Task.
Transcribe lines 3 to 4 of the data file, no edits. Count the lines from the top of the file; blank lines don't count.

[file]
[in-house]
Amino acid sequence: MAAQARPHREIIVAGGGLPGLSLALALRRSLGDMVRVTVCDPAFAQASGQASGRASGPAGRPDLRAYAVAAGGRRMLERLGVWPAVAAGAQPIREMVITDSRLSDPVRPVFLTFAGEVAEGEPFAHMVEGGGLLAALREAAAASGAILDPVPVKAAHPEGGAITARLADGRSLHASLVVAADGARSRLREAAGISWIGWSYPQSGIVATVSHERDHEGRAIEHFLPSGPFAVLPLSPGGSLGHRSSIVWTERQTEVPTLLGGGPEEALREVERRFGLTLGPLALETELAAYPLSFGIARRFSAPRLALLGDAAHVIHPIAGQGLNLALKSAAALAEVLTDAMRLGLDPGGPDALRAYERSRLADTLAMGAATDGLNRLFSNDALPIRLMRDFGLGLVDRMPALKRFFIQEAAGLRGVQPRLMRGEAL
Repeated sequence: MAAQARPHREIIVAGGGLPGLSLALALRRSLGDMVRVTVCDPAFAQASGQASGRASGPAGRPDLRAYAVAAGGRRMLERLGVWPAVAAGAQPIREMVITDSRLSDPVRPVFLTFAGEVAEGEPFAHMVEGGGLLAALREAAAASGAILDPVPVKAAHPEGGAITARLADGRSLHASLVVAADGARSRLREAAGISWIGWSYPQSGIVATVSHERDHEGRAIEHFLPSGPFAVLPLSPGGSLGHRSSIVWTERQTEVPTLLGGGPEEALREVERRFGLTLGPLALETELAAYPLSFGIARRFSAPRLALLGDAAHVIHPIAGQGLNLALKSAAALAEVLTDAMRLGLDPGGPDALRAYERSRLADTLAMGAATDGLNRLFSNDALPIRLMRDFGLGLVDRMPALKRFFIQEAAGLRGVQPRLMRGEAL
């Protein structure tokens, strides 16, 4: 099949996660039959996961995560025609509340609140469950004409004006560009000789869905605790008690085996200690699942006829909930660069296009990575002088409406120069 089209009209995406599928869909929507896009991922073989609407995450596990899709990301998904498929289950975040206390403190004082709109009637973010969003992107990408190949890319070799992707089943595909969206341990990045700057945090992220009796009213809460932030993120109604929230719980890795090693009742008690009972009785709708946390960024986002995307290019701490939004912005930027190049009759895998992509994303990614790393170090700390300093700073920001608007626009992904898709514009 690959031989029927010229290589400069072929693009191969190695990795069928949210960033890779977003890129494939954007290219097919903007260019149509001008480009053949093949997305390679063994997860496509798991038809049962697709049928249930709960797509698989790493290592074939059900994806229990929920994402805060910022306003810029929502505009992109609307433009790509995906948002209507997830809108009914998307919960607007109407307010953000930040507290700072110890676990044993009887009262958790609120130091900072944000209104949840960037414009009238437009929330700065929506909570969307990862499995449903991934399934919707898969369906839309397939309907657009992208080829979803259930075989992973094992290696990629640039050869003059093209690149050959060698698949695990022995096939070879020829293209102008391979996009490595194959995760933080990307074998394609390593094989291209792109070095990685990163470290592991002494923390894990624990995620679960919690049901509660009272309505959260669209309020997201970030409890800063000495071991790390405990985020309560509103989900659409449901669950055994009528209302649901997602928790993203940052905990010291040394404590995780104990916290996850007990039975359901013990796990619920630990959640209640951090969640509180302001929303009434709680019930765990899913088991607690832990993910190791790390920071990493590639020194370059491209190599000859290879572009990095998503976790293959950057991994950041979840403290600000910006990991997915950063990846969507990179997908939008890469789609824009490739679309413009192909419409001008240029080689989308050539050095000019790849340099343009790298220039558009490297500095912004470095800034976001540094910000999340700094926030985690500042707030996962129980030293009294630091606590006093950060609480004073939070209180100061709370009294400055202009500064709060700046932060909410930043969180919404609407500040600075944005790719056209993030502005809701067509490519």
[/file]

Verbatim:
Repeated sequence: MAAQARPHREIIVAGGGLPGLSLALALRRSLGDMVRVTVCDPAFAQASGQASGRASGPAGRPDLRAYAVAAGGRRMLERLGVWPAVAAGAQPIREMVITDSRLSDPVRPVFLTFAGEVAEGEPFAHMVEGGGLLAALREAAAASGAILDPVPVKAAHPEGGAITARLADGRSLHASLVVAADGARSRLREAAGISWIGWSYPQSGIVATVSHERDHEGRAIEHFLPSGPFAVLPLSPGGSLGHRSSIVWTERQTEVPTLLGGGPEEALREVERRFGLTLGPLALETELAAYPLSFGIARRFSAPRLALLGDAAHVIHPIAGQGLNLALKSAAALAEVLTDAMRLGLDPGGPDALRAYERSRLADTLAMGAATDGLNRLFSNDALPIRLMRDFGLGLVDRMPALKRFFIQEAAGLRGVQPRLMRGEAL
């Protein structure tokens, strides 16, 4: 099949996660039959996961995560025609509340609140469950004409004006560009000789869905605790008690085996200690699942006829909930660069296009990575002088409406120069 089209009209995406599928869909929507896009991922073989609407995450596990899709990301998904498929289950975040206390403190004082709109009637973010969003992107990408190949890319070799992707089943595909969206341990990045700057945090992220009796009213809460932030993120109604929230719980890795090693009742008690009972009785709708946390960024986002995307290019701490939004912005930027190049009759895998992509994303990614790393170090700390300093700073920001608007626009992904898709514009 690959031989029927010229290589400069072929693009191969190695990795069928949210960033890779977003890129494939954007290219097919903007260019149509001008480009053949093949997305390679063994997860496509798991038809049962697709049928249930709960797509698989790493290592074939059900994806229990929920994402805060910022306003810029929502505009992109609307433009790509995906948002209507997830809108009914998307919960607007109407307010953000930040507290700072110890676990044993009887009262958790609120130091900072944000209104949840960037414009009238437009929330700065929506909570969307990862499995449903991934399934919707898969369906839309397939309907657009992208080829979803259930075989992973094992290696990629640039050869003059093209690149050959060698698949695990022995096939070879020829293209102008391979996009490595194959995760933080990307074998394609390593094989291209792109070095990685990163470290592991002494923390894990624990995620679960919690049901509660009272309505959260669209309020997201970030409890800063000495071991790390405990985020309560509103989900659409449901669950055994009528209302649901997602928790993203940052905990010291040394404590995780104990916290996850007990039975359901013990796990619920630990959640209640951090969640509180302001929303009434709680019930765990899913088991607690832990993910190791790390920071990493590639020194370059491209190599000859290879572009990095998503976790293959950057991994950041979840403290600000910006990991997915950063990846969507990179997908939008890469789609824009490739679309413009192909419409001008240029080689989308050539050095000019790849340099343009790298220039558009490297500095912004470095800034976001540094910000999340700094926030985690500042707030996962129980030293009294630091606590006093950060609480004073939070209180100061709370009294400055202009500064709060700046932060909410930043969180919404609407500040600075944005790719056209993030502005809701067509490519």